For too long, pet owners have been locked out of the rental market, but the drive to make the Tenancy Act fairer promises to open new doors, writes Jen Vuk.
Tim* and his pure-bred staffy, Max, were a fixture around Norlane, a northern suburb of Geelong, on Victoria’s west coast where the two lived.
Tim had a bad heart and was quick to tell people that Max knew him so well that he’d know what to do if anything happened to him.
But all was not what it seemed. Tim and Max were homeless. When Tim presented at Salvation Army Housing Victoria (SAHV) in Geelong back in 2011, he told staff that he’d had been kicked out of his flat some months earlier and had been living in his car.
It was later discovered that Tim had been told to vacate his premises because he had a dog, and dogs were definitely not welcome.
With Australia boasting one of the highest rates of pet ownership in the world, Tim’s story is, unfortunately, far from unique.
According to the latest statistics, 63% of Australian households own a pet and there are more than 25 million pets in the country.
And yet when it comes to rental properties, many landlords frequently put a ‘no pets’ clause into rental agreements resulting in many law-abiding pet-owning renters being locked out from more-desirable and affordable properties.
But this may be about to change. Last month, RSPCA Victoria was invited to make a submission to the Victorian Government’s inquiry into tenancy laws after ‘the ownership of pets in rental properties was identified as a key issue for consideration as part of this process’.
It’s all part of State Government’s drive to make its Residential Tenancies Act ‘fairer and safer for all’.
And the good news is that ruling may well set a precedent for other states. Speaking to Fairfax last month, Real Estate Institute of NSW president John Cunningham said that ‘despite the absence of any pet-relevant changes in NSW residential tenancy laws, any amendments that passed in neighbouring states could have a flow-on effect’.
As it currently stands a ‘no pets’ clause effectively forces animal owners ‘to surrender their animals to RSPCA, in order to get into the rental market or when moving to a new rental property’.
Last financial year alone, more than 700 animals were surrendered to RSPCA Victoria shelters because the owner was unable to take their pet with them to their new home.
And the sense of loss is felt most acutely among families already struggling to keep a roof over their heads, according to SAHV, which secures appropriate housing for its clients.
SAHV casts its net far and wide when scouting for housing options, such as crisis, transitional and long-term accommodation, including community housing, as well as outreach support to help people remain in their community or their own homes where it’s safe to do so.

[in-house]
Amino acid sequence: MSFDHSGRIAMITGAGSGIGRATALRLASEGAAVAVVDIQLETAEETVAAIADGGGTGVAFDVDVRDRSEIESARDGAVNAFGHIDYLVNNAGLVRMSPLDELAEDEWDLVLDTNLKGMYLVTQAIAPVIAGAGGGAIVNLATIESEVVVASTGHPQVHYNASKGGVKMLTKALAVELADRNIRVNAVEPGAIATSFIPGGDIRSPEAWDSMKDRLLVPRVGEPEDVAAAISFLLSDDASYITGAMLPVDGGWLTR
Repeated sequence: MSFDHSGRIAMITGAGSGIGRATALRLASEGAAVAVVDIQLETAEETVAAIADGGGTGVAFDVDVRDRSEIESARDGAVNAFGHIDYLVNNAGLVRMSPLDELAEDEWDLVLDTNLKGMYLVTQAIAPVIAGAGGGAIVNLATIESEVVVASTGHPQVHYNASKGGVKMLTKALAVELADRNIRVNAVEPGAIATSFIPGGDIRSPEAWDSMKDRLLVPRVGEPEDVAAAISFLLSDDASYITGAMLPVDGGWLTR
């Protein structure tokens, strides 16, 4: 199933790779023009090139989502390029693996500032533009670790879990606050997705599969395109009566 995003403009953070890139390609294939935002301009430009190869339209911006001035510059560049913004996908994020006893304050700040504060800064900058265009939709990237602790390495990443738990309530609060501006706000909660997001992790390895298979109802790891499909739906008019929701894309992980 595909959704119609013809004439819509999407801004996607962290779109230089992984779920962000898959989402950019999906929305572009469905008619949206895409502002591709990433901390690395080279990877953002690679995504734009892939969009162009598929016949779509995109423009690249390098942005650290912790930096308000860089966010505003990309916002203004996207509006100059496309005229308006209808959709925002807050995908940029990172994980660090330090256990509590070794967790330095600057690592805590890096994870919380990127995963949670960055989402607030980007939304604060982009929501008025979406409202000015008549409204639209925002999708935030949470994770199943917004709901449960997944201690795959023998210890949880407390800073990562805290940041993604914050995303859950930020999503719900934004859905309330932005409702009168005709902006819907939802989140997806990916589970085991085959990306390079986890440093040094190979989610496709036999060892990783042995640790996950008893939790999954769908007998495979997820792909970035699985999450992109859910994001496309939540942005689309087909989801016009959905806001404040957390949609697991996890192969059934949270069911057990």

For too long the ‘no pet’ clause simply added another hurdle in an environment that has become increasingly difficult for service users and agencies. (In NSW, Qld and the ACT, The Salvation Army Homeless and Accommodation Services assist individuals and families who are homeless or at risk of homelessness.)
As part of its recommendations, RSPCA Victoria argues that tenancy agreements should automatically include a provision for tenants to keep pets, with some clear checks in place to protect the owners’ financial interests in their properties.
‘Simple changes to the current act would substantially improve the welfare of pets and their owners, without creating unreasonable risk or onerous management requirements for property owners,’ RSPCA Victoria chief executive Dr Liz Walker told Fairfax.
Crucially, the changes would also make it unlawful to ban a future tenant who needed a guide dog or had an approved need for a service animal such as a support dog.
While a transitional property came up in Norlane and Tim was able to move into that, Max had to be surrendered to the RSPCA.
But, fortunately for Tim (and Max), SAHV was able to secure a dwelling for both of them prior to the change in tenancy agreement. Using a case by case approach, SAHV managed to make a case for Tim and relocate him and Max into the property where both of them fitted in well with their neighbours.
Finally having secure accommodation meant that Tim no longer felt vulnerable. He regularly visited the housing team in Geelong to say hello with Max in tow, and also annually attended Christmas lunch, where he would sit outside with Max underneath the table enjoying a home-cooked meal.
In April this year, Tim’s neighbours advised SAHV that Tim had passed away. His heart had finally given out.
The neighbours mentioned they’d found it a little strange that they hadn’t seen Tim for a few days. The only reason they thought to contact SAHV was that something hadn’t seemed right with Max, who, they could see, was alone at the window staring forlornly out into the street.
Just like Tim had said. Max had known what to do, after all.
*First name used to protect identity.